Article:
I received a free copy of this ebook from the author in exchange for an honest review.
Full disclosure: this is one of a handful of Russia-related subjects on which I have close to zero knowledge. Before reading Thief in Law, the only books I’d read on Russian organized crime were vol. 1 of the Russian Criminal Tattoo Encyclopedia and Svetlana Stephenson’s Gangs of Russia, which dealt more with youth street gangs than professional criminals. I came to this book with a tabula rasa and this review is more exploratory than usual. Give me a few more reviews and I’ll probably be back to normal.
Oh, and since it’s an ebook, page numbers are cited as ‘Locations’ in-text.
Anyway…abrupt segway! Thief in Law!
Move over, Danzig Baldaev! It’s time for another specialist – this time seasoned British police officer Mark G. Bullen – to take a crack at the esoteric system of Russian criminal tattoos.
Back in 2010, During a police training exchange in St. Petersburg, Bullen noticed that almost every criminal the police dealt with bore similar bluish-green prison tattoos. He wondered why they were so common and what they meant. Upon return to the UK, he began researching Russian prison tattoos. Thief in Law is the culmination of Bullen’s research. It’s divided into three sections: part one details the rise of the vory-v-zakone (the professional criminals) and puts the structure of this criminality into historical and political context; part two explains the meanings behind commonly-encountered prison tattoos; and part three presents illustrations of tattoos along with previously unpublished photographs of “Russian” criminals.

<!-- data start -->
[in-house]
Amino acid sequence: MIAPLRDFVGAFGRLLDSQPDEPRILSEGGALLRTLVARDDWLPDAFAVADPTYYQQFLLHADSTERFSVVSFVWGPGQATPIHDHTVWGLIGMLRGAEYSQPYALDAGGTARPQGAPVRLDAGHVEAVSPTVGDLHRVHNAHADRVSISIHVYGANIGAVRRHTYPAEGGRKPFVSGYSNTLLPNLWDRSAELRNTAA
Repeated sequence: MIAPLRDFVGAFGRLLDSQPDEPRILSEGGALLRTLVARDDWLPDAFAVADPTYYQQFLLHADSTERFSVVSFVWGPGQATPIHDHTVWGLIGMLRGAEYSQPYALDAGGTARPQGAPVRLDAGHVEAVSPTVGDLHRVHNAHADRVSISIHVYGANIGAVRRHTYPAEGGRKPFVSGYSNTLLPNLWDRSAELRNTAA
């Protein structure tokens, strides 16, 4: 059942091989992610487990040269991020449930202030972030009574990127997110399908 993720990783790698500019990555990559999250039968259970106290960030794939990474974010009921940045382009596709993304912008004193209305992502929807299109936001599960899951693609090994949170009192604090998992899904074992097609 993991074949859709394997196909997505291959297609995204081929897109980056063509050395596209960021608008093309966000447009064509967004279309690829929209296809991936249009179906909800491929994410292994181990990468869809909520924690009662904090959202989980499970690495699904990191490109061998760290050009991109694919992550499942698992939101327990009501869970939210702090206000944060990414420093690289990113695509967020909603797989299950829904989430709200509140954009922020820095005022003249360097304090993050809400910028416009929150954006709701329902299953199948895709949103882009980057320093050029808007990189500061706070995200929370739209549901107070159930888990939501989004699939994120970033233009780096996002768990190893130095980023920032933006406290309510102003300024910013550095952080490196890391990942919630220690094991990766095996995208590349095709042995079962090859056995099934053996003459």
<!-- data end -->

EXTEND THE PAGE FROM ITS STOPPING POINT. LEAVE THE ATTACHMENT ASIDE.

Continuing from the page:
According to Bullen, the phenomenon of prison tattoos began during the Imperial period, possibly inspired by meetings between Russian sailors and their tattooed British counterparts (Loc 130). However, at that time Russia was already branding its criminals: until the mid nineteenth century, offenders sentenced to hard labor were branded with the word “vor” (thief) or “kat” (katorzhnik, hard labor convict) directly on their faces so that they could never hide their crimes. Over time, tattooing became an important part of criminals’ image. In particular the vory used a coded language of tattoos to describe specific crimes and keep out infiltration from law enforcement. They coupled this language with the poniatiia, a strict code of ethics that ensured loyalty and severely punished deviation.